Michael Cleland

www.michaelcleland.com.au

Travel

Cuba – Viva Cuba Libre!

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Cuba. Why Cuba?

In 2003 in New York, I went to a photographic exhibition near Times Square. I still remember many of the photographs vividly, but one in particular was a large photograph of a city streetscape. Old American cars parked in the street, African American looking people, but not dressed in 1950s era clothes (which would have matched the era of the cars). It looked like a snapshot from another era, but the photograph was too large and its resolution, its detail, too fine.

It had to be a recent photograph, but it looked like it was American Graffiti meeting the depression era photoessays of Dorothea Lange.

A closer look at the caption revealed it all. Havana Street, 2001.

With an inappropriate reference to 30 Rock (which didn’t even exist then) I thought of a quote Liz Lemon has said: “I want to go to there”.

We travelled to Cuba in December 2006, via Los Angeles, via Mexico. If there’s a place that has not been touched by commercialism, in particular American brands, Cuba is it.

Even though Cuba is within 100 miles of the Florida Keys, the trade embargo imposed since 1960 has helped to freeza Cuba in time.

The upside: Cuba has been able to hold onto its culture. The sounds of Mambo, Rumba and Salsa actually come from people’s houses as you walk down the street – it’s not just put on for show for tourists.

There are no Coke signs, no McDonalds, no Starbucks – nothing American – at least, nothing American since the 1950s. Cuba is like a car yard time warp. Old Dodges, Chevies and Fords are keep alive – you won’t find a 2003 Ford Focus or a ’96 Jeep Cherokee on Cuban roads, because you just can’t get them. The mix of cars is topped up with Russian Ladas that were available here before the Soviet Union collapsed and financial support from the Kremlin disappeared.

Americans were not legally allowed to travel as tourists to Cuba in 2006. This will slowly change – Cuban Americans are slowly being permitted to travel there now, and eventually all Americans will be able to return. But in 2006, in two weeks of travel throughout the country, we met just two Americans – one of which had gained Australian citizenship.

Americans illegally travelling to Cuba had to fly there not directly from the US, but stop via a country such as Mexico or Canada.

The downside of the embago: things are just hard to get. People live a basic life compared to the modern word. No iPhones, XBoxes or plasma TVs here. With an average monthly wage of about US$20, gadgets are out of the question. Internet access? If you’re a Cuban, forget it. Even if you could, the going rate for an hour’s access was about a week’s wage. I know where I’d be using my money if in that position: not on the internet.

The Cuban government heavily subsidies the basics: food, medical care and such. But other things, such as pencils, clothes and even soap are classed as luxuries. If you ever travel to Cuba (which you must) take spare t-shirts, socks, pens and soap. People ask you for it – they don’t hassle you – but if you can make someone’s life a bit easier, you’ve made a connection that is much more important than buying a junky souvenir.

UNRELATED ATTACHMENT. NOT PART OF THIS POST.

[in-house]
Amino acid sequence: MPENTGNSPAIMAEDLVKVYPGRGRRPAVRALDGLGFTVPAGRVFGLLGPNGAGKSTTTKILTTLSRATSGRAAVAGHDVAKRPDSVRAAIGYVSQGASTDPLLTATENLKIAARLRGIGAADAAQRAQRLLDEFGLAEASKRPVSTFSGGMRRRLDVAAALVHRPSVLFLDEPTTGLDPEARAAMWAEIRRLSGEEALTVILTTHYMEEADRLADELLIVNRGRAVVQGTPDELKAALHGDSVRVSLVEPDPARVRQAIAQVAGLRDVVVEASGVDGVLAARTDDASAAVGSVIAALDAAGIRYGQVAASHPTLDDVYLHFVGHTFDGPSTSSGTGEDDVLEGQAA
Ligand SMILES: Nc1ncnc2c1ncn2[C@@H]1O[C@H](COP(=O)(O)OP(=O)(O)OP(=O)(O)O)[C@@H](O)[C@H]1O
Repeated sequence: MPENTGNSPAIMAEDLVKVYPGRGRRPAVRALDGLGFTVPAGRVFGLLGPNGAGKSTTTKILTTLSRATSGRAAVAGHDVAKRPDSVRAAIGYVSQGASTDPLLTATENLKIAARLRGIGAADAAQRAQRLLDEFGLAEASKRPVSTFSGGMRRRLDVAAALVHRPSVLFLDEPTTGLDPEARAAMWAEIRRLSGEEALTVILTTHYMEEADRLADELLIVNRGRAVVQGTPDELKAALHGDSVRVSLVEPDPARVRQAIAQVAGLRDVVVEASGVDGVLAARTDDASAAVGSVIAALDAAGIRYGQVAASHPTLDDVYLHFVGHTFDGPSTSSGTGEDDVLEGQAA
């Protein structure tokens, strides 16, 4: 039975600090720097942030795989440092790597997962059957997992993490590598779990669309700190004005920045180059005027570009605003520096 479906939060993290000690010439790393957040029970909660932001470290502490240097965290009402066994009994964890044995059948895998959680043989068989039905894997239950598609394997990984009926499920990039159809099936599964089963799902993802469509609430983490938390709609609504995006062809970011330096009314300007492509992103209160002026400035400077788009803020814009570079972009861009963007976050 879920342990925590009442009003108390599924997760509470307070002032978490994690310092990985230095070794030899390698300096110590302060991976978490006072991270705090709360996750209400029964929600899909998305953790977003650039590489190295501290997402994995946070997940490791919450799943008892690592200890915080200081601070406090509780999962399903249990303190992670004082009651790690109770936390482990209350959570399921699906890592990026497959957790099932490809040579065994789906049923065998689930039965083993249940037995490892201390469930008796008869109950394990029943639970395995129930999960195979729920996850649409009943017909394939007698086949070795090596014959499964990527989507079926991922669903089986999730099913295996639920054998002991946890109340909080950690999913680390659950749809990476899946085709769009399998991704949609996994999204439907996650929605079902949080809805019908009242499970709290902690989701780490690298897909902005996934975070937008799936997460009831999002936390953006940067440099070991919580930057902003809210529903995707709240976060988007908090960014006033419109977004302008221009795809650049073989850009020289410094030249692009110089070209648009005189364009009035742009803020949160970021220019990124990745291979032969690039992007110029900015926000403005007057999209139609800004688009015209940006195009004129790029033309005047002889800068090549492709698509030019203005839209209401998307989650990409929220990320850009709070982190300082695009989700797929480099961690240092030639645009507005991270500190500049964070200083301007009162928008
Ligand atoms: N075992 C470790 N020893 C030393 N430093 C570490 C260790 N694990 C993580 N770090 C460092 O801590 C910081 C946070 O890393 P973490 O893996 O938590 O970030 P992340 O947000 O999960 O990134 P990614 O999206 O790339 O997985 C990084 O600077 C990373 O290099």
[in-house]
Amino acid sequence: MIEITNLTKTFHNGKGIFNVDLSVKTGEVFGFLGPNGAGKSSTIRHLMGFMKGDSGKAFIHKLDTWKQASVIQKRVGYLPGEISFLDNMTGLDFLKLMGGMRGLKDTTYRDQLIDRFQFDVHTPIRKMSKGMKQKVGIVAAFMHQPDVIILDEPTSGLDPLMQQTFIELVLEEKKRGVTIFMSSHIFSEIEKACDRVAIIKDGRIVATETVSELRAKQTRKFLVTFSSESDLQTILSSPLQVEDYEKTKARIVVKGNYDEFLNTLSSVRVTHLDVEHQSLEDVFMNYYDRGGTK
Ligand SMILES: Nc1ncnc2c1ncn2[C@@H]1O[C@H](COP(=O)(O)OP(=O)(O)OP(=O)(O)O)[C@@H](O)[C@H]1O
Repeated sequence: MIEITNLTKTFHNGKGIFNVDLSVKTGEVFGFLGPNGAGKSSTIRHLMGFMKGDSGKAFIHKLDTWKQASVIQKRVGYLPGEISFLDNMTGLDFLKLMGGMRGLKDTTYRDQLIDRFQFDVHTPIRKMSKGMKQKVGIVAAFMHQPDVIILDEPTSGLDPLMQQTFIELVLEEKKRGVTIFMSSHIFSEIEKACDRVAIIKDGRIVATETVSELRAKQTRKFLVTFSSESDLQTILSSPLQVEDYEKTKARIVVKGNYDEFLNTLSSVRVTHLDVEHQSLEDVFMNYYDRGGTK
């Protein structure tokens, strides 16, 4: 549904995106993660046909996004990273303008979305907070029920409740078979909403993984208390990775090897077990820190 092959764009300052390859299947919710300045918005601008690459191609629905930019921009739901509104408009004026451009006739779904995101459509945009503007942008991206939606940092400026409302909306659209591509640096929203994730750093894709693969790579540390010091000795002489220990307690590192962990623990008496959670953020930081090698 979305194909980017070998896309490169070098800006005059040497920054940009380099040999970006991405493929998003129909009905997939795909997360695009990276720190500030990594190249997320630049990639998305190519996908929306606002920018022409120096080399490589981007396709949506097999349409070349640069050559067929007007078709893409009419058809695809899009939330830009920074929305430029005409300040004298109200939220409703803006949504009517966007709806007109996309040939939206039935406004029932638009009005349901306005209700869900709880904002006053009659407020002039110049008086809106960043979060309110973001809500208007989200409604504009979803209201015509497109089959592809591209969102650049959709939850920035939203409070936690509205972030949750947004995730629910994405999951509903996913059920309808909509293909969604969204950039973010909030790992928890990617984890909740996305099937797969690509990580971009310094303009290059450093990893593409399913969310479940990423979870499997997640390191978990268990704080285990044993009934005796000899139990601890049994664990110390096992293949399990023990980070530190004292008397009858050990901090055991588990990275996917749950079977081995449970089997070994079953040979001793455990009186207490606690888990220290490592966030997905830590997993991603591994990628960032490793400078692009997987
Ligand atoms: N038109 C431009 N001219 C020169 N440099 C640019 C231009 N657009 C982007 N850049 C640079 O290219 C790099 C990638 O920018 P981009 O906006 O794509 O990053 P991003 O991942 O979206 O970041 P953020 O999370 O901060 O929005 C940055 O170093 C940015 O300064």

The embargo has been used by the Casto government as a convenient excuse for everything that isn’t right about Cuba. In any western city where you’d find advertising (billboards, signs, street art) you’ll instead find Cuban government slogans:

Patriotism or death.
Long Live Fidel!
Socialism or Death!
Long Live the Revolution! 

Faces of the heros of the revolution – Che Guevara, Fidel Casto and Raúl Castro – are everywhere. Che seems to be loved. Fidel is the father you’ve known all your life, and you’re not too sure how you feel about him.

The Castros have held power in Cuba for over 50 years – that’s at least 3 generations of families. Think about that for a moment.

There did seem to be something like a Centre for the Revolution in every town, and every so often in larger cities. There’s nothing like a little taste of East German informing on your neighbour. The government is the only sanctioned source of news. No BBC, no CNN, not even garbage like Fox News.

The economy is crippled by the embargo. While things are reportedly reforming under Fidel’s brother, Raúl, the government controls everything. When we were there in 2006, privately run restaurants could only seat very small numbers of people (I recall it was less than 20) so as not to compete with government run outlets. To me it was hard to tell what was government run, but I guess it was, well, everything.

It did leave me feeling though that if you can’t get it, you don’t want it — and you’re probably much happier without it. Consumerism is a dangerous drug we’re all addicted to if we like it or not.

But oh, the taste of rum, the smell of cigars, the rhythm of the music. Ooooo, it was intoxicating in its own way. Granted we had access to the best food, the best drinks, clubs, bars and restaurants that were available – and not within reach of locals. But Cubans love music, they love to dance, and Cuba will only ever be the place to have a mint soaked, rum filled mojitos.

If you have the opportunity, get to Cuba. Get there before McDonalds, Hersheys and Proctor & Gamble get there. Get there before Cuba changes too much.

Viva Cuba Libre!

Photos from Cuba – click the thumbnails for larger images.